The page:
Eiji Aonuma Confirms Minor Changes to A Link Between Worlds to Accommodate 2DS

3D is still recommended, however

Although it has a top-down perspective, The Legend of Zelda: A Link Between Worlds has certainly been a title with a focus on utilising the auto-stereoscopic screen of the 3DS. Nintendo has proudly shown off the fact that the title runs at 60fps (frames-per-second) with 3D enabled, and various puzzles and dungeons look set to have a focus on verticality, with impressive results in preview builds seen to date.

Of course, the 3DS isn't on its own any more, with the 2DS joining the 'family' of systems. While Nintendo has never produced a game that fundamentally required 3D, it seems that A Link Between Worlds may have been one title that, initially, was designed to utilise the effect in some detail. Speaking to Gamespot, series producer Eiji Aonuma admitted that with the arrival of the 2DS during development, his team had to make some subtle adjustments to some puzzles; he does feel that those with a 3DS, however, should utilise the screen's capabilities, even if they've found the effect uncomfortable in the past.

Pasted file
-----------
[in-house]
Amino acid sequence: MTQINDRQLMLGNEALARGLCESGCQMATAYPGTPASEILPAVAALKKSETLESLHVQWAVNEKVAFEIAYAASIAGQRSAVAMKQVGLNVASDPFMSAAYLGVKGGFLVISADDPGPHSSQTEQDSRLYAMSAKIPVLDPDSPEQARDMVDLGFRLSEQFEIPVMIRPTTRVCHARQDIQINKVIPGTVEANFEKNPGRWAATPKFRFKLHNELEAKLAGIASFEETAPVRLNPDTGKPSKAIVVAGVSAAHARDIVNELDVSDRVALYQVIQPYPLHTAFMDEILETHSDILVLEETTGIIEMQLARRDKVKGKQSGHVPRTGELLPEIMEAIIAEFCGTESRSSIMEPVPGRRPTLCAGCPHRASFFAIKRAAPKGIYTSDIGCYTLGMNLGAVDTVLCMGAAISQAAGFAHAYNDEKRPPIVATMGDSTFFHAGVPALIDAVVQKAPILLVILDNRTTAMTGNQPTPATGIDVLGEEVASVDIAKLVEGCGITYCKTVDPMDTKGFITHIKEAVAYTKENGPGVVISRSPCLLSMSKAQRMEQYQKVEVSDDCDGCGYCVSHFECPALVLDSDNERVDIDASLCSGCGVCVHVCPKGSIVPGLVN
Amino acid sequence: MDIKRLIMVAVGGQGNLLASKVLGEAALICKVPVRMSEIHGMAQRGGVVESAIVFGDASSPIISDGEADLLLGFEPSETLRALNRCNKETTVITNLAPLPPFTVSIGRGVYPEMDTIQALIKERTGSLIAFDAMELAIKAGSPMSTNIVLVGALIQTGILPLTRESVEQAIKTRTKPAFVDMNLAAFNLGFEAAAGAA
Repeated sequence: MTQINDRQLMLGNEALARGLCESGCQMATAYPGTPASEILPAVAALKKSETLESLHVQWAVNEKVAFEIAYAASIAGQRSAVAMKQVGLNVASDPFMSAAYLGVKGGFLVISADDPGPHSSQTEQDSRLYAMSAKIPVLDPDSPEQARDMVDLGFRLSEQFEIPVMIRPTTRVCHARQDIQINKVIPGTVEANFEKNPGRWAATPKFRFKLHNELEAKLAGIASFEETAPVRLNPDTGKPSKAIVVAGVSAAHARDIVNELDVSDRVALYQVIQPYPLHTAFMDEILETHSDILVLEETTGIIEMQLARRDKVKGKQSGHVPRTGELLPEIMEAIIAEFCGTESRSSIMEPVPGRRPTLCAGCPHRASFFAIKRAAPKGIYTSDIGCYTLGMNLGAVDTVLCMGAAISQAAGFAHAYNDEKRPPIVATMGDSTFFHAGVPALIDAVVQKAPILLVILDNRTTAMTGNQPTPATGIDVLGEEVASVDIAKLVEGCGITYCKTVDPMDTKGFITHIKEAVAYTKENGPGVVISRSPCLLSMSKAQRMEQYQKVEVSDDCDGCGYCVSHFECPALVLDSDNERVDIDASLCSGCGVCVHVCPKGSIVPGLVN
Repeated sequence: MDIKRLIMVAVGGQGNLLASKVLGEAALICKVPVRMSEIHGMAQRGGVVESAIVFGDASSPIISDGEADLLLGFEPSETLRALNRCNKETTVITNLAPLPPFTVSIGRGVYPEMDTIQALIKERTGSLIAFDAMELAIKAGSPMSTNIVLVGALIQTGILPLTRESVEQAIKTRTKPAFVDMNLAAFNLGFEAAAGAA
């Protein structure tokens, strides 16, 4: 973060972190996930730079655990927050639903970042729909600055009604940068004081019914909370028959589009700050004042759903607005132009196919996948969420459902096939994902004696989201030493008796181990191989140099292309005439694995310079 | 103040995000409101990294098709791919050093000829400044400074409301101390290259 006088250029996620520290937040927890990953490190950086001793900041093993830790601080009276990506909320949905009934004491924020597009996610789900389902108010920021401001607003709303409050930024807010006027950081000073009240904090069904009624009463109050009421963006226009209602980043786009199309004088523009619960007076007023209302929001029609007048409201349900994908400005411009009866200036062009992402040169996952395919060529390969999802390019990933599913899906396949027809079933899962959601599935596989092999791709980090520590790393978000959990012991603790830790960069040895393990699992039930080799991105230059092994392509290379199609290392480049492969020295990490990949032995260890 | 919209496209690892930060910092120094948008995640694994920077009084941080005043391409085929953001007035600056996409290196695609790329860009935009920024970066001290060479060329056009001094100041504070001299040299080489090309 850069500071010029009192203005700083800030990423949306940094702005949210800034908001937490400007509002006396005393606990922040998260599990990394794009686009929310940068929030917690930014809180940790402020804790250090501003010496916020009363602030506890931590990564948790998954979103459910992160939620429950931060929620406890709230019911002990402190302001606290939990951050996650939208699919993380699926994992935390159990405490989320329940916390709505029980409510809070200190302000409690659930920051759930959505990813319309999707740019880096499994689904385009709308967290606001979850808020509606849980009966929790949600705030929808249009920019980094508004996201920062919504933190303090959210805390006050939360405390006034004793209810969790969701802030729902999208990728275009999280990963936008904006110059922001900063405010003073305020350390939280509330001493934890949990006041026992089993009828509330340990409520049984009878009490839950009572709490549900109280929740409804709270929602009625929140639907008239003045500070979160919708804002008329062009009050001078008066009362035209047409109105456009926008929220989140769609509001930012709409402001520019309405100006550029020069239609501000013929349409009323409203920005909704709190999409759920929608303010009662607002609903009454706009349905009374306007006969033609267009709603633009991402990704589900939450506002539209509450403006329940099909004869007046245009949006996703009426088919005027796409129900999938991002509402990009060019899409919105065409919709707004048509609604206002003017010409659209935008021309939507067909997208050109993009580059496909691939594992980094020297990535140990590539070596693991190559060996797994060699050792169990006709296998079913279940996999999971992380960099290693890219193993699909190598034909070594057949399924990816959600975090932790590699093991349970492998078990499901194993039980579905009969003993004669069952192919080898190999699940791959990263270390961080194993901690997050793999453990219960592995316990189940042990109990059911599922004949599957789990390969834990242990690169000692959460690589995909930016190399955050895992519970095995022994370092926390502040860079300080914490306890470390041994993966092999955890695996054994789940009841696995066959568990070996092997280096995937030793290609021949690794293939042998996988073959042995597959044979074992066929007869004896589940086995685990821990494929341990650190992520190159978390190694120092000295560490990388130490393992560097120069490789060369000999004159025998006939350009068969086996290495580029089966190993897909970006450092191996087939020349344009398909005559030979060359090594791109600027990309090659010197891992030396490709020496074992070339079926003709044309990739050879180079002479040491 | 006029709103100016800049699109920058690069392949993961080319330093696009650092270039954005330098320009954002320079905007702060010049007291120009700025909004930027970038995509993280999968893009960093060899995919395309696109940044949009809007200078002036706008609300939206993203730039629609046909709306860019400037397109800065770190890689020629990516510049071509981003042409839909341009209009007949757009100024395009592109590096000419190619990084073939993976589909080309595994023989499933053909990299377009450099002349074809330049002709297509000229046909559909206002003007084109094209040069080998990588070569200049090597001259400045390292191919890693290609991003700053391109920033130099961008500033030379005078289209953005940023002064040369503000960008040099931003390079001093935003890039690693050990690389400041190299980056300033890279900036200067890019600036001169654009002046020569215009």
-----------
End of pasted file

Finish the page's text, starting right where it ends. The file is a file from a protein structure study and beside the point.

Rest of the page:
It's not that you can't play it with 2D, it's just that it becomes clearer when you have the 3D effect on. We found out about the 2DS during development, not before, and we also made changes so that we were sure that you could still play and solve the puzzles only with 2D. It's definitely still playable in 2D!

...A Link Between Worlds is being developed with 60 frames per second, and previous Zelda titles were about half that, about 30fps. The reason for this is because the 3D effect is much more stable with a higher frame rate, with the 60fps. If it's lower than it's sometimes hard for your eyes to focus on the appropriate image. We think we've created a game that even those who found it difficult previously to see the 3D effect would be able to see it better and enjoy it more with this title.

Aonuma-san was also asked about the game length, as Zelda fans are often accustomed to fairly lengthy adventures. The producer suggested that the core adventure — due to the fact it's relatively easy to play — may feel like it's over quickly, yet there's plenty of optional content.

The game itself is designed so that it's quite easy to play, and quite easy to proceed further and further towards the end of the game. So if you play it all the time directly in a row then it could be that it feels quite quick, and it finishes quickly, but then if you go and do all the sidequests it's quite a long game with a lot of content.

It'll be interesting to see, in future projects, whether the emergence of the 2DS will influence, even in minor ways, development of 3DS games. Let us know what you think of Aonuma-san's comments below.

[via gamespot.com]

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